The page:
I work in a camera store. We also sell microscopes. I got rather uneasy about a sale I was making when the person for whom I was demonstrating a microscope made a pronouncement of the presence of some disease or other in the prepared slide of human blood that we were using to test the instrument (which had an LCD screen so that specimens were viewable by several people at once). The specimen in question had only been visible for seconds before this “diagnosis” was made in a very offhanded yet matter of fact way. I wish I could now remember the specific malady he claimed to be able to see. I figured there was no way that anyone could have determined that result that quickly with that microscope. It was a good microscope, but certainly not a medical research grade one.I don’t think he was a doctor at all. My QUACK alarm was ringing very loudly in my head. He said he was going to use the microscope for blood analysis. He didn’t buy the microscope on that visit, but I think his wife ended up buying it a few weeks later. Reading this story makes me wish I’d kept his business card (which advertised his connection with a pyramid scheme “health supplement” business). I just hope he doesn’t kill anybody….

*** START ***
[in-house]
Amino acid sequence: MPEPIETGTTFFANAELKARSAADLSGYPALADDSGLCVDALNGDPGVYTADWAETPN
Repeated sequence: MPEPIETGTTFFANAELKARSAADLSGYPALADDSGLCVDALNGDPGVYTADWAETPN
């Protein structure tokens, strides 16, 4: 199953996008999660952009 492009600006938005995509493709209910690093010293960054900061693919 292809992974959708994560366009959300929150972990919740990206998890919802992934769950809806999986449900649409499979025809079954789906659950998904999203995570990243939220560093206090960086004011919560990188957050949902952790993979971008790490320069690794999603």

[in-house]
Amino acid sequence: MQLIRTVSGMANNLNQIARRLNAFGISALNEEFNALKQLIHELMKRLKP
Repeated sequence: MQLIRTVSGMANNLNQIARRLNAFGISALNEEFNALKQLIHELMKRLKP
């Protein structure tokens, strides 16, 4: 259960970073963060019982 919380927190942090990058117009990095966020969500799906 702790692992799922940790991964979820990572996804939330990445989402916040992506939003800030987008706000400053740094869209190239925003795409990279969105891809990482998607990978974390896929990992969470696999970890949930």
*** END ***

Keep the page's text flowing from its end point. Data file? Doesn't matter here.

6. Blanche Quizno says

    What strikes me as most odd about this is that a visual examination can’t tell you *anything* about blood chemistry! What of hormone levels, blood Ph, and all the rest of the analyses that are done on actual blood tests?

  7. A. Noyd says

    Blanche Quizno (#7)

    What strikes me as most odd about this is that a visual examination can’t tell you *anything* about blood chemistry!